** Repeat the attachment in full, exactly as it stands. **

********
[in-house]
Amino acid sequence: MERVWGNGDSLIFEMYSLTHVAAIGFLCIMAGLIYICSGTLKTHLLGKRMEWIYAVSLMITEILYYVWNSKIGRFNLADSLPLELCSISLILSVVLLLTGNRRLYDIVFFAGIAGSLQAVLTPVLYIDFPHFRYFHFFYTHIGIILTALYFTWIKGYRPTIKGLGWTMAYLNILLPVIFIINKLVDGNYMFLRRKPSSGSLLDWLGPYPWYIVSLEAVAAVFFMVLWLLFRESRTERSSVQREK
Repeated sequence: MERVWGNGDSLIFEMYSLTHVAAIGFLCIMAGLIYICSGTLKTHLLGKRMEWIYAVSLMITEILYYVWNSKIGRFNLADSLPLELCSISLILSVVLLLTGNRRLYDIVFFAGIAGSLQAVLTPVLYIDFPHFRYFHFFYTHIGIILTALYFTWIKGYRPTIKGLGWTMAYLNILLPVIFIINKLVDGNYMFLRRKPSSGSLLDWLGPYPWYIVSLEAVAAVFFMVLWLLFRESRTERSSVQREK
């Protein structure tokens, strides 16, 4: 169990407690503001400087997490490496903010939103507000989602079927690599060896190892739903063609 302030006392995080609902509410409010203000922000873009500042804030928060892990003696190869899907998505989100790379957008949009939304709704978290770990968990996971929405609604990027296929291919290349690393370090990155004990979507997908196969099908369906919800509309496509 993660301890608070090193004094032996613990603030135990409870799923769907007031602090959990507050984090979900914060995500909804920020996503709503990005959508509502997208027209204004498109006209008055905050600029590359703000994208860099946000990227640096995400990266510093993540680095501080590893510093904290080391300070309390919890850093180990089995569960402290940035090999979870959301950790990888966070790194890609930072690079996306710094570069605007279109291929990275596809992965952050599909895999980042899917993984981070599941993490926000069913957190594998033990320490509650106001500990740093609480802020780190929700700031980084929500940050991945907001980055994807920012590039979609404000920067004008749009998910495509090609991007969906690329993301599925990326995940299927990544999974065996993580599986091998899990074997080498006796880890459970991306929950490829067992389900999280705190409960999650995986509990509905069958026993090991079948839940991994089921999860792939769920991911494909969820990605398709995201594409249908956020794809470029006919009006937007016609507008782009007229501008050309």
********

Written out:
[in-house]
Amino acid sequence: MERVWGNGDSLIFEMYSLTHVAAIGFLCIMAGLIYICSGTLKTHLLGKRMEWIYAVSLMITEILYYVWNSKIGRFNLADSLPLELCSISLILSVVLLLTGNRRLYDIVFFAGIAGSLQAVLTPVLYIDFPHFRYFHFFYTHIGIILTALYFTWIKGYRPTIKGLGWTMAYLNILLPVIFIINKLVDGNYMFLRRKPSSGSLLDWLGPYPWYIVSLEAVAAVFFMVLWLLFRESRTERSSVQREK
Repeated sequence: MERVWGNGDSLIFEMYSLTHVAAIGFLCIMAGLIYICSGTLKTHLLGKRMEWIYAVSLMITEILYYVWNSKIGRFNLADSLPLELCSISLILSVVLLLTGNRRLYDIVFFAGIAGSLQAVLTPVLYIDFPHFRYFHFFYTHIGIILTALYFTWIKGYRPTIKGLGWTMAYLNILLPVIFIINKLVDGNYMFLRRKPSSGSLLDWLGPYPWYIVSLEAVAAVFFMVLWLLFRESRTERSSVQREK
């Protein structure tokens, strides 16, 4: 169990407690503001400087997490490496903010939103507000989602079927690599060896190892739903063609 302030006392995080609902509410409010203000922000873009500042804030928060892990003696190869899907998505989100790379957008949009939304709704978290770990968990996971929405609604990027296929291919290349690393370090990155004990979507997908196969099908369906919800509309496509 993660301890608070090193004094032996613990603030135990409870799923769907007031602090959990507050984090979900914060995500909804920020996503709503990005959508509502997208027209204004498109006209008055905050600029590359703000994208860099946000990227640096995400990266510093993540680095501080590893510093904290080391300070309390919890850093180990089995569960402290940035090999979870959301950790990888966070790194890609930072690079996306710094570069605007279109291929990275596809992965952050599909895999980042899917993984981070599941993490926000069913957190594998033990320490509650106001500990740093609480802020780190929700700031980084929500940050991945907001980055994807920012590039979609404000920067004008749009998910495509090609991007969906690329993301599925990326995940299927990544999974065996993580599986091998899990074997080498006796880890459970991306929950490829067992389900999280705190409960999650995986509990509905069958026993090991079948839940991994089921999860792939769920991911494909969820990605398709995201594409249908956020794809470029006919009006937007016609507008782009007229501008050309």